If the rule change stands, the complaint explains, “landowners” will be required to seek a federal permit, at a significant cost perhaps of tens of thousands of dollars, to use their own property.
Lawsuits also have been filed over the past few days by 27 states challenging the EPA plan because it violates the Clean Water Act, Supreme Court precedent and state rules in its action.
“The results of this rule will carry a tremendous cost to our state, our economy, and our families,” South Carolina Attorney General Alan Wilson said in a statement.
“The EPA’s proposed expansion would bring many roadside ditches, small ponds on family farms, water features on golf courses, and storm water systems under extremely burdensome federal regulation.”
States involved include South Carolina, West Virginia, Alabama, Florida, Georgia, Kansas, Kentucky, Utah, Wisconsin, Alaska, Arizona, Arkansas, Colorado, Idaho, Missouri, Montana, Nebraska, Nevada, New Mexico, North Dakota, South Dakota, Wyoming, Ohio, Michigan, Texas, Mississippi and Louisiana.
The Pacific Legal Foundation has taken on Washington’s bureaucrats directly in the past, most notably in the Sackett case from Priest Lake, Idaho. There a couple bought some land and, with building permissions, started work on their dream home.
Along came the Environmental Protection Agency with a determination that the parcel contained “wetlands” and gave the couple the options to abandon their land, seek a prohibitively expensive permit or face millions of dollars in fines.
The federal agency also contended the couple was not allowed to seek a judicial review of its decision.
But in a case assembled by the foundation, the Supreme Court ruled the EPA cannot issue a “drive-by” decision regarding wetlands and then prohibit the owner from using the property or challenging the decision.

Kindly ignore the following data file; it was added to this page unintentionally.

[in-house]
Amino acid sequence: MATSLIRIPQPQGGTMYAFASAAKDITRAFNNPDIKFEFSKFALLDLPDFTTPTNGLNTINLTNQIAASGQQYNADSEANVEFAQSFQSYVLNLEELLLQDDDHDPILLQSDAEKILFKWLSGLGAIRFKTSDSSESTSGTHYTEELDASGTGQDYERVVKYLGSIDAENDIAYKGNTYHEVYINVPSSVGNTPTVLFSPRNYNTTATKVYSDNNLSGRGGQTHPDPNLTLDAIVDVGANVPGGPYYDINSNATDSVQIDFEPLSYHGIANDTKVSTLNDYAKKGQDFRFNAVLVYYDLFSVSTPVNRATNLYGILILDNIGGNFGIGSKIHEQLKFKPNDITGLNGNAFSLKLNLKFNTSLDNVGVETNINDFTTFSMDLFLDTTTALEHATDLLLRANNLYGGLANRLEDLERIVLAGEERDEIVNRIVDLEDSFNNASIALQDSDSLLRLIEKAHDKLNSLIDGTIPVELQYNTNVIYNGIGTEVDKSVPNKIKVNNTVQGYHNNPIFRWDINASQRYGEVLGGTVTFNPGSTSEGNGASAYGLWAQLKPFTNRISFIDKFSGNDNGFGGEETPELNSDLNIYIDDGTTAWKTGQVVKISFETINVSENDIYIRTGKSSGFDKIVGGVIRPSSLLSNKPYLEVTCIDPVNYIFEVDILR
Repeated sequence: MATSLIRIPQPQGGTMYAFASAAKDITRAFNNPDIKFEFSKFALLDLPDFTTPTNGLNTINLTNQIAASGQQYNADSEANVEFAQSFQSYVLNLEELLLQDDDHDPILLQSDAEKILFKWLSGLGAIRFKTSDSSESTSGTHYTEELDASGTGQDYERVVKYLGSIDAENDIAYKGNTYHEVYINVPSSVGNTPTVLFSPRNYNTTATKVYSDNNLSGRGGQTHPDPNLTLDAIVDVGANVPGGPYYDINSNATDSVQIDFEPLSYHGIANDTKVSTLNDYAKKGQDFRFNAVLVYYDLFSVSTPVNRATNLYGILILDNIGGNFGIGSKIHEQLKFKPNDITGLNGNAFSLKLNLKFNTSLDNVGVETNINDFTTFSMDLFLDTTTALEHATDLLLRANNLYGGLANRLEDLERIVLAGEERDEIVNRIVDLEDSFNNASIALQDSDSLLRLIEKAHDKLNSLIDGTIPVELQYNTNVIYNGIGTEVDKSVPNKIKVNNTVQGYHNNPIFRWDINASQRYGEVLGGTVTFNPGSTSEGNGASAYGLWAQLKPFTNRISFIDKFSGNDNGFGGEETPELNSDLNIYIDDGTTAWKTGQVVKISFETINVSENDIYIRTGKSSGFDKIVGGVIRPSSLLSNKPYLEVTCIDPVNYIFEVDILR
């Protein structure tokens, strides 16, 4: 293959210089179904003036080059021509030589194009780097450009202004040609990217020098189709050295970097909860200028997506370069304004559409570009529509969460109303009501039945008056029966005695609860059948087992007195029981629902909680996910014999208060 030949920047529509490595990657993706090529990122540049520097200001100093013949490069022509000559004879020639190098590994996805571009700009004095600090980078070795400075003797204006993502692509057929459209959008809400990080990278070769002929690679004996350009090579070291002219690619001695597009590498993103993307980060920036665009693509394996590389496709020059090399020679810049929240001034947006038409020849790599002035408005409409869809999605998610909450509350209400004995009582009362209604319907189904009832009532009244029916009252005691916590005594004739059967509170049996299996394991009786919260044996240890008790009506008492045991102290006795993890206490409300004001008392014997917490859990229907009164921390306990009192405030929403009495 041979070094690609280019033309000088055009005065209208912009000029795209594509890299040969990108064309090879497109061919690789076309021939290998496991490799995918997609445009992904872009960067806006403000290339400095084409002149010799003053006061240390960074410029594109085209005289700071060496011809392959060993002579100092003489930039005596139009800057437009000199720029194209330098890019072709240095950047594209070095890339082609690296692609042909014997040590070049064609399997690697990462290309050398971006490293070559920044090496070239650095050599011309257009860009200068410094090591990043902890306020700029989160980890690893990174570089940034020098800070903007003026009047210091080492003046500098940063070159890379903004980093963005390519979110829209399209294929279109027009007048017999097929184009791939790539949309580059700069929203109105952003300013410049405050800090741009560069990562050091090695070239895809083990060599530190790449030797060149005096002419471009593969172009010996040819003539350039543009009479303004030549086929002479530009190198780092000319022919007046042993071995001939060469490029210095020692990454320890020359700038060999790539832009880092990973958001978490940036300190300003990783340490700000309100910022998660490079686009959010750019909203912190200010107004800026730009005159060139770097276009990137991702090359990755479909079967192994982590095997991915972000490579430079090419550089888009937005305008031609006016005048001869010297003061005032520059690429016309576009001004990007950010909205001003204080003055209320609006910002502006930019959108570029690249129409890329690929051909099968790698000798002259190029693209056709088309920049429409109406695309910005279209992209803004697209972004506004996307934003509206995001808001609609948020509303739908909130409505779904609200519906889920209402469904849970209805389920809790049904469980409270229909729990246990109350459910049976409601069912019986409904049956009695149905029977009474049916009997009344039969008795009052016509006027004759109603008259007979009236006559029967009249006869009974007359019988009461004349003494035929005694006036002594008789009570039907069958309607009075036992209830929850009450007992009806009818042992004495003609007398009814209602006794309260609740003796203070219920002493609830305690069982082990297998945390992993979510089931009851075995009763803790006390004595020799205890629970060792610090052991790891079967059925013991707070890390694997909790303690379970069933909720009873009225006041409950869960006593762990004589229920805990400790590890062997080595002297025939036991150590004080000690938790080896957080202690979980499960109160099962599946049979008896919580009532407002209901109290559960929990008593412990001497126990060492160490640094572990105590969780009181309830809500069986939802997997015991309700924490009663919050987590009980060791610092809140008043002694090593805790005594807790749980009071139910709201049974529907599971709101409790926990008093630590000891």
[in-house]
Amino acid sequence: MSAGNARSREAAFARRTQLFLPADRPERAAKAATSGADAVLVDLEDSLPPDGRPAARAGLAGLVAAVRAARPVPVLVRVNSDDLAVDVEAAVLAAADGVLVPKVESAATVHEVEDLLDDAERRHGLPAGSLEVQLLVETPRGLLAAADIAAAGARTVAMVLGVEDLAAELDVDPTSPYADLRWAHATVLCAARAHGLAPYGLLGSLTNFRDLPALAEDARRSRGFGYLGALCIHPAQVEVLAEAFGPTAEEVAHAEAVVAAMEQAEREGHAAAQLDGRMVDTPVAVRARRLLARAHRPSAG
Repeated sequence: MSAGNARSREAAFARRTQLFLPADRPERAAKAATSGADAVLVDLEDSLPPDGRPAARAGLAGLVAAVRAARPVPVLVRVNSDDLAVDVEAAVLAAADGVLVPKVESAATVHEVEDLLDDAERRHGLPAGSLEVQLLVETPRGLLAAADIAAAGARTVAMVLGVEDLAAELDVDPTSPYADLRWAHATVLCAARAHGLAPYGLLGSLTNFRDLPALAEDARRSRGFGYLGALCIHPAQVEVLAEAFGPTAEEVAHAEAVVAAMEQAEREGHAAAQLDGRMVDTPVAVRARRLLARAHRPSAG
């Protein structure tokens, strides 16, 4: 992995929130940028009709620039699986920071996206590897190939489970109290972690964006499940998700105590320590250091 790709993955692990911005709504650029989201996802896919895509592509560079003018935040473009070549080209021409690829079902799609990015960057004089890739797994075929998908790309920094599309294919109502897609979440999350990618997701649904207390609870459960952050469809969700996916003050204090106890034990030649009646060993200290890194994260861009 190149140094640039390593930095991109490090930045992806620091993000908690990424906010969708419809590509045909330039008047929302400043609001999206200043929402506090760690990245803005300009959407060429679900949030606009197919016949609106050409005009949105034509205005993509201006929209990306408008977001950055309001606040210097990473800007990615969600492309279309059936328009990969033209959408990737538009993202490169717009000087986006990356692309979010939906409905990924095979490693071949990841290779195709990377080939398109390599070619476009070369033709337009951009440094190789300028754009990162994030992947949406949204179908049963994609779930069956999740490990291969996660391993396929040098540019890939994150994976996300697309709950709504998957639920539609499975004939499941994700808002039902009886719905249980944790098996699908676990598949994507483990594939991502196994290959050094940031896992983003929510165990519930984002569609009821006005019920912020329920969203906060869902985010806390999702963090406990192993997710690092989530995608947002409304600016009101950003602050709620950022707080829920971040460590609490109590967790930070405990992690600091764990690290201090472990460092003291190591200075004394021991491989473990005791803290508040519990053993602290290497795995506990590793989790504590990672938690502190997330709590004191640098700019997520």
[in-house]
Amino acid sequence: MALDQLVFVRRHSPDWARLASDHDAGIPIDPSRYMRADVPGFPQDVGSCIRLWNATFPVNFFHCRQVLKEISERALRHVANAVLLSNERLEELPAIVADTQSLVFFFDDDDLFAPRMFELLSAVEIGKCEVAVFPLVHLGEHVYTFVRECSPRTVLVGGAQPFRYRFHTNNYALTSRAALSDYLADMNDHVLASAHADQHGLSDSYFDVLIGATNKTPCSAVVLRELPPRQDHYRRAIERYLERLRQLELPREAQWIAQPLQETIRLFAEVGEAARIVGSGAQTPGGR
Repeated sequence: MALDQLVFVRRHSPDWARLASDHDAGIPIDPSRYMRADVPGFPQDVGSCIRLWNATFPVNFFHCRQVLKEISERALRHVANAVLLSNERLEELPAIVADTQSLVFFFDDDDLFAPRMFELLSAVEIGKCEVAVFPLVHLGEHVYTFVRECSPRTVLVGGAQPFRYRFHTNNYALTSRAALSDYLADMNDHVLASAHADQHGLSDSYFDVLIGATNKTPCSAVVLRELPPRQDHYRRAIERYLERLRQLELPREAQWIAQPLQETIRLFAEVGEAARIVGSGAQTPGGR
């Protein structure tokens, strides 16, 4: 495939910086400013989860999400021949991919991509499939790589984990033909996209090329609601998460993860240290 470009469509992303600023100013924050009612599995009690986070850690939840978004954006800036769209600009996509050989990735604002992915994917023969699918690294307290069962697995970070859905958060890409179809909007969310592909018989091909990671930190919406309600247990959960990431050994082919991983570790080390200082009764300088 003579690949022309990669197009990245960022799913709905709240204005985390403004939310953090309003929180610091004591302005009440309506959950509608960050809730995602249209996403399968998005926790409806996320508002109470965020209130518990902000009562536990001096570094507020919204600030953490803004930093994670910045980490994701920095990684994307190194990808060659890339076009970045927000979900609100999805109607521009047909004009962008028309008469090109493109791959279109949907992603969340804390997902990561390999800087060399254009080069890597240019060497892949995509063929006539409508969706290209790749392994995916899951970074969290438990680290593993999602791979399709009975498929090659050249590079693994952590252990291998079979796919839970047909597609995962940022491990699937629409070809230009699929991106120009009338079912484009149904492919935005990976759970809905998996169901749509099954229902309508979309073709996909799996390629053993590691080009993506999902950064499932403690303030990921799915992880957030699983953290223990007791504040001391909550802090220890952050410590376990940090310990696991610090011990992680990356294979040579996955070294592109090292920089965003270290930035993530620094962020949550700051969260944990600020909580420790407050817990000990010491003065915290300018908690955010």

The Supreme Court said the EPA must provide a process through which a challenge to its decision can be addressed in a meaningful way. The case was called a “precedent-setting victory for the rights of all property owners.”
A legal team spokesman said at the time: “The justices have made it clear that EPA bureaucrats are answerable to the law and the courts just like the rest of us. EPA can’t try to micromanage people and their property – it can’t order property owners to dance like marionettes – while denying them any meaningful right to appeal to the courts. It can’t threaten property owners with financial ruin and not have to justify its threats to a judge. And it can’t issue lazy, drive-by ‘wetlands’ edicts about private property.”
WND reported earlier on the looming rule change, when the PLF submitted comments to Washington warning of the dangers.
“On its face, the proposed rule covers virtually every water in the nation,” the team told the government in a comment procedure in advance of any final decision on the plan. “Under this rule, a prudent legal practitioner would have to advise his client that the only waters not covered are those few that are expressly exempt.”
The legal team warned, “If a water body isn’t a ‘traditional navigable water,’ it is a ‘tributary.’ If it isn’t a ‘tributary,’ it is an ‘adjacent water.’ If it isn’t an ‘adjacent water,’ it is an ‘other water.’ All of which are subject to onerous federal regulation.
“If it isn’t a water at all, it is still covered by the fine print in Footnote 3 of the proposed rule that states the terms ‘waters’ and ‘water bodies’ ‘do not refer solely to the water contained in these aquatic systems, but to the system as a whole including associated chemical, physical and biological features.'”
Pacific Legal said the “seemingly innocuous language is troubling because it can be interpreted to include runoff, dry land, man-made structures, and flora and fauna.”